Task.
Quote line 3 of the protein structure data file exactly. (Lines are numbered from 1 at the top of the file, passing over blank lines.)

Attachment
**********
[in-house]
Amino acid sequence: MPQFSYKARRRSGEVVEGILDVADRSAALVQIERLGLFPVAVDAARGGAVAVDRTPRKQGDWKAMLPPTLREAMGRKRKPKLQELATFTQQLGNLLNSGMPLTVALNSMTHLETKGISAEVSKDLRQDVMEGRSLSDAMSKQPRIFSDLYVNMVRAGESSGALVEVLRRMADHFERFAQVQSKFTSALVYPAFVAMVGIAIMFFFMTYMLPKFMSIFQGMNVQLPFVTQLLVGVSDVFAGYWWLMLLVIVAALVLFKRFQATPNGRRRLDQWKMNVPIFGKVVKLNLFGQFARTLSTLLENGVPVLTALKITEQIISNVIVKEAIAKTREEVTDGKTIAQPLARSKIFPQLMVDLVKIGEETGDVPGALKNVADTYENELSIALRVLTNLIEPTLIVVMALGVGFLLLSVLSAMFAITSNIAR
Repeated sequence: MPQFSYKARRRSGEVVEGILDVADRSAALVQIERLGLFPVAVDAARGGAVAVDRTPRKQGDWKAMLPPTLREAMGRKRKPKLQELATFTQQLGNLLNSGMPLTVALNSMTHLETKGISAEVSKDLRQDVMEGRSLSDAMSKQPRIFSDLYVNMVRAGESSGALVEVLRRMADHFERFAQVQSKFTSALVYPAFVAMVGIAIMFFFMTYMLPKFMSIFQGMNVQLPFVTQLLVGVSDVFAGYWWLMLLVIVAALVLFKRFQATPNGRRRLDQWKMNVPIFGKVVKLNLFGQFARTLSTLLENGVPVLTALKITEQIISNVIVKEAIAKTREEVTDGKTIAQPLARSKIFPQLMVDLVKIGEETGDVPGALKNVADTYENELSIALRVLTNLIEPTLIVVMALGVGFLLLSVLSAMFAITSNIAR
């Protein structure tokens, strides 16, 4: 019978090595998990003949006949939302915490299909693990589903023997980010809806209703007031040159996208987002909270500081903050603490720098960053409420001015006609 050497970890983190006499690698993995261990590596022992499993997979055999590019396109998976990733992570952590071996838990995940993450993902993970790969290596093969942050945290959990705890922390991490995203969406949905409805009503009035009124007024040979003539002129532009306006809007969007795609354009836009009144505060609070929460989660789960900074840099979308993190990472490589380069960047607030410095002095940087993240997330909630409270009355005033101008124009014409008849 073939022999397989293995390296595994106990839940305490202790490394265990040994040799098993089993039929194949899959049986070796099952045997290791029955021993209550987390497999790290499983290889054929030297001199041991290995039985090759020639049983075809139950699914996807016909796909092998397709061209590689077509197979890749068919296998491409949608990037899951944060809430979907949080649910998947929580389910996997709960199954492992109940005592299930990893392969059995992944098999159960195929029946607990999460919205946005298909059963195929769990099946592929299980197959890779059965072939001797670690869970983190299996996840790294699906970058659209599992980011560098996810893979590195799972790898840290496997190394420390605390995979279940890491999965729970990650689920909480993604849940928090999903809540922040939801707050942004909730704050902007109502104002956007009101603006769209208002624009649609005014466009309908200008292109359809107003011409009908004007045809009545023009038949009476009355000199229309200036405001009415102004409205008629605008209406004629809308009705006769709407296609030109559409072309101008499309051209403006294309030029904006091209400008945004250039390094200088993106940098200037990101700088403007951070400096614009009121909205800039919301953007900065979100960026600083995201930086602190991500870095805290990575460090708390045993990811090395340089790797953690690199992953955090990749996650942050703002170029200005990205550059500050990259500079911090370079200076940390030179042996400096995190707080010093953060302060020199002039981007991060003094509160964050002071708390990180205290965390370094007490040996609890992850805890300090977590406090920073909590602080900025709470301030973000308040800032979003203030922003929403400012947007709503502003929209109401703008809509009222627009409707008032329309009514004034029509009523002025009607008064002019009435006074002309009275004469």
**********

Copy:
Repeated sequence: MPQFSYKARRRSGEVVEGILDVADRSAALVQIERLGLFPVAVDAARGGAVAVDRTPRKQGDWKAMLPPTLREAMGRKRKPKLQELATFTQQLGNLLNSGMPLTVALNSMTHLETKGISAEVSKDLRQDVMEGRSLSDAMSKQPRIFSDLYVNMVRAGESSGALVEVLRRMADHFERFAQVQSKFTSALVYPAFVAMVGIAIMFFFMTYMLPKFMSIFQGMNVQLPFVTQLLVGVSDVFAGYWWLMLLVIVAALVLFKRFQATPNGRRRLDQWKMNVPIFGKVVKLNLFGQFARTLSTLLENGVPVLTALKITEQIISNVIVKEAIAKTREEVTDGKTIAQPLARSKIFPQLMVDLVKIGEETGDVPGALKNVADTYENELSIALRVLTNLIEPTLIVVMALGVGFLLLSVLSAMFAITSNIAR